Internet Disclosure and Corporate Performance: A Case Study of the International Shipping Industry
Transportation Research Part A, Vol. 47, 2013
Posted: 14 Nov 2016
Date Written: 2013
Dissemination of information via corporate websites is considered to be desirable, because it constitutes a way round modes of market failure, such as asymmetric information in capital markets and agency problems. This paper explores the relationship between internet disclosure, profitability and financial structure in the shipping sector. Its value added lies in treating the disclosure–profitability relationship as a two-way relationship: while previous research concentrates on profitability as the main driver for greater internet disclosure, we argue that the higher the degree of internet disclosure of financial information, the more likely it is that the firm will experience enhanced profitability. Studying the websites of 171 international listed shipping corporations in 2010 we construct a disclosure index to measure the quantity of disseminated information for each firm in the sample and we explore the cross sectional determinants of disclosure performance. Measuring corporate performance with profitability, we develop a simultaneous equation model and our GMM results produce evidence of a statistically significant positive relationship between the extent of internet disclosure and corporate performance. Our finding largely explains why shipping firms are keen on making more and more financial information available via the web and has significant policy implications for executives, as it suggests that greater internet disclosure is not a mere effect of sound financial performance, but also, and perhaps more importantly, a requirement for it.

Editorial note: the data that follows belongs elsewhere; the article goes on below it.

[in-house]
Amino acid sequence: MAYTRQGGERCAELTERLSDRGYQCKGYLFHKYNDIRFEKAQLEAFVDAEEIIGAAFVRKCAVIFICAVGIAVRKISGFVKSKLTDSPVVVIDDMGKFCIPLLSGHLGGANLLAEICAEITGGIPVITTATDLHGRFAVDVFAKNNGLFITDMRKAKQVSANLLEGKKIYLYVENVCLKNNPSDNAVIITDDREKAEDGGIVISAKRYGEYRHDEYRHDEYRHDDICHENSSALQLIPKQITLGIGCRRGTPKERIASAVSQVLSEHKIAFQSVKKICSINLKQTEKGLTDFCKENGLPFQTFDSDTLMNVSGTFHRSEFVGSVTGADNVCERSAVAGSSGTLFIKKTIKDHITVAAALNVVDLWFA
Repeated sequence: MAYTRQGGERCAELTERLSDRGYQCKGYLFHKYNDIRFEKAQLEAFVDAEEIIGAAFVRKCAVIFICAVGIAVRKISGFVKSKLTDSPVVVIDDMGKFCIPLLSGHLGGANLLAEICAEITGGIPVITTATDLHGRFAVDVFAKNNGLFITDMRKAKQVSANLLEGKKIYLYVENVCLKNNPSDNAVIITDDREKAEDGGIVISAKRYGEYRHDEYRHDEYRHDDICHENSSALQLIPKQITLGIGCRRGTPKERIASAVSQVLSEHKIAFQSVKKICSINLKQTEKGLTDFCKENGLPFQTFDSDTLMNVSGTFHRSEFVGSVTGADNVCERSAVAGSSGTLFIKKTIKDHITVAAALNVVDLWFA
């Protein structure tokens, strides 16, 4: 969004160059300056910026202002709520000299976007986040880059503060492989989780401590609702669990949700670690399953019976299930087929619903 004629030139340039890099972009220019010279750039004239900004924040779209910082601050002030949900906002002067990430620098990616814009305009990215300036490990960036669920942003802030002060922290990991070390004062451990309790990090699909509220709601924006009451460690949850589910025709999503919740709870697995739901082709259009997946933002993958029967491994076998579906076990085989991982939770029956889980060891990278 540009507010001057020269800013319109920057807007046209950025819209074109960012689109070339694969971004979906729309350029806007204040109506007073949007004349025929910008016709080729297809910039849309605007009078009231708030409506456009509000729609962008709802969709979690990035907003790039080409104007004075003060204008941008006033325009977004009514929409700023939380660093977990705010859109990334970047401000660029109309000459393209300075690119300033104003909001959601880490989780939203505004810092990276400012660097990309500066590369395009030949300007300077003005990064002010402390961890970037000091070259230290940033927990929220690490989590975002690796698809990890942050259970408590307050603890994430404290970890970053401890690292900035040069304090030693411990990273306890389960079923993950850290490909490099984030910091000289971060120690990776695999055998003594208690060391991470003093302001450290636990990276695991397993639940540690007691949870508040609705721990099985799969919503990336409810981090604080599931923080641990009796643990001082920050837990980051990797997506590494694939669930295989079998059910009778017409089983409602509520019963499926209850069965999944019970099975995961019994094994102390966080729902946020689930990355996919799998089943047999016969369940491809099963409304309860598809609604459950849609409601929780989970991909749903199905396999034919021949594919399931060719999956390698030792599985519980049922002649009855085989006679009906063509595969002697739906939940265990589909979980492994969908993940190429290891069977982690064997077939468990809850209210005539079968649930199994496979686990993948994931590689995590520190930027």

Keywords: Internet disclosure, Profitability, Shipping industry
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